As seen on AdvocateDaily.com:
The driver behind the wheel of a City of Toronto garbage truck that struck and killed a five-year-old girl, and injured others, may be civilly responsible to the families even if he isn’t ever formally charged, says Toronto critical injury lawyer John McLeish.
Kayleigh Callaghan-Belanger was steps away from her Scarborough school Thursday afternoon when the truck struck her, the Toronto Sun reports. She was one of four children crossing the street – two others suffered injures, the report continues. Read Toronto Sun
A witness in the Sun report says the truck was “going really, really fast,” though police say it’s too early in the investigation to determine if speed was a factor.
In an interview with the Sun, McLeish says the driver could be found negligent based on witness accounts.
“If witnesses provide evidence of what he was doing, civil responsibility for something like this is different than responsibility under the Highway Traffic Act or the Criminal Code,” McLeish tells the Sun. Read Toronto Sun
“The onus of proof on an injured person or the families of these children to prove their case is based on a balance of probabilities as opposed to beyond a reasonable doubt … Whether he’s charged and convicted or not with speeding, if independent witnesses do provide evidence he was speeding, he may well be found negligent, found civilly responsible for the injuries and the losses these families have suffered,” he says in the interview.
“When I read about these children my first thought was what a tragedy this is for the family of this young girl who was killed, and the families of others who were injured,” McLeish, partner with McLeish Orlando LLP, tells AdvocateDaily.com.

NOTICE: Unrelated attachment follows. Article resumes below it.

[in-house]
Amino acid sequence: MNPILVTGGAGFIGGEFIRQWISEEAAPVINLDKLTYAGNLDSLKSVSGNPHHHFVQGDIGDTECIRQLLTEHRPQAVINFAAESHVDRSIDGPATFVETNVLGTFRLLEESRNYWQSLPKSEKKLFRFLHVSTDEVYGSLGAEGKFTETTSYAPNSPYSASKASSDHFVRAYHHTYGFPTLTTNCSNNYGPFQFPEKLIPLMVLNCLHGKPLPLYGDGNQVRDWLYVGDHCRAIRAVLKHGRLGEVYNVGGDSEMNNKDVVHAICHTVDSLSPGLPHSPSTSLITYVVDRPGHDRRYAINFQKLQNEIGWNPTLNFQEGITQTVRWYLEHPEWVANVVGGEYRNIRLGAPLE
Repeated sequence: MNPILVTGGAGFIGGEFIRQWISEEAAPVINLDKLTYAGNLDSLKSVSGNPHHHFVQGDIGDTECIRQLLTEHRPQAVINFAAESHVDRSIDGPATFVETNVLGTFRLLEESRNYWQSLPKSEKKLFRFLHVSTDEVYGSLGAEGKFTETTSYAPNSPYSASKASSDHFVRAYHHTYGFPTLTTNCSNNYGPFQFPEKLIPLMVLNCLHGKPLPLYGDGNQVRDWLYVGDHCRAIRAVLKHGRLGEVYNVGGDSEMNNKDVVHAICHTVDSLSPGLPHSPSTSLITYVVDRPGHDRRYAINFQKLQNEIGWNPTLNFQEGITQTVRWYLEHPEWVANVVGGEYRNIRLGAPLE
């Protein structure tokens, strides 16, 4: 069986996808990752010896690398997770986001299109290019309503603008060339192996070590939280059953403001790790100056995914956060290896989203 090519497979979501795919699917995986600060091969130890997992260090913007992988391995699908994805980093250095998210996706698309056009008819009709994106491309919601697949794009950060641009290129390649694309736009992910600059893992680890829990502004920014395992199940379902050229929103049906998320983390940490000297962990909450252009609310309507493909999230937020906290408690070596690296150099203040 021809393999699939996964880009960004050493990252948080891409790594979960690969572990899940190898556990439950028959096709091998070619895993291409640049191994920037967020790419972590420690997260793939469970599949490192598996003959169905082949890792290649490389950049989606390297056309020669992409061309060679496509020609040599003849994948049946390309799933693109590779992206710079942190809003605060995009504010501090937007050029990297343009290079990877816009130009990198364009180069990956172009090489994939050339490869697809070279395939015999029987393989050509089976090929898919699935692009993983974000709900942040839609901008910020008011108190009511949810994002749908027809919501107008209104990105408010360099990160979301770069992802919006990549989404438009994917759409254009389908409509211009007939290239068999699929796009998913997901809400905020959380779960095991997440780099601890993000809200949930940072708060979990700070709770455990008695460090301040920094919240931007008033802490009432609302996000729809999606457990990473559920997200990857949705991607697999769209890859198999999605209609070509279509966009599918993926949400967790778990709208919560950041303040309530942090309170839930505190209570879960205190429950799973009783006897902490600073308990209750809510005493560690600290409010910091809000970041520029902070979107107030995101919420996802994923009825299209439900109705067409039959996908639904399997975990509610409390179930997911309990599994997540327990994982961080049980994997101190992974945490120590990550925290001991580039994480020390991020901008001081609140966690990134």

“At the same time, I thought, ‘Here we go again.’ If this was a speeding driver in a school zone, it makes me question just what we have to do to make people slow down.”
In civil law, an individual can be found negligent if, through their actions or inaction, another person is injured or suffers losses. Civil responsibility differs from criminal liability in that criminal liability involves the Crown laying a charge against a person who it is alleged has broken a law. If a person is convicted of a criminal charge, that person may be required to pay a fine or may be sentenced to spend time in jail.
The 62-year-old garbage truck driver has not been charged under the Highway Traffic Act or Criminal Code.
“Young children have very poor judgment and we all know that they do not recognize danger like an adult,” says McLeish, noting that near schools, additional measures may be necessary to ensure safety.
“In some situations, maybe reduced speed zones are not enough. One thing that comes to mind is safety cameras; another is more severe penalties for a driver caught speeding in a school zone.”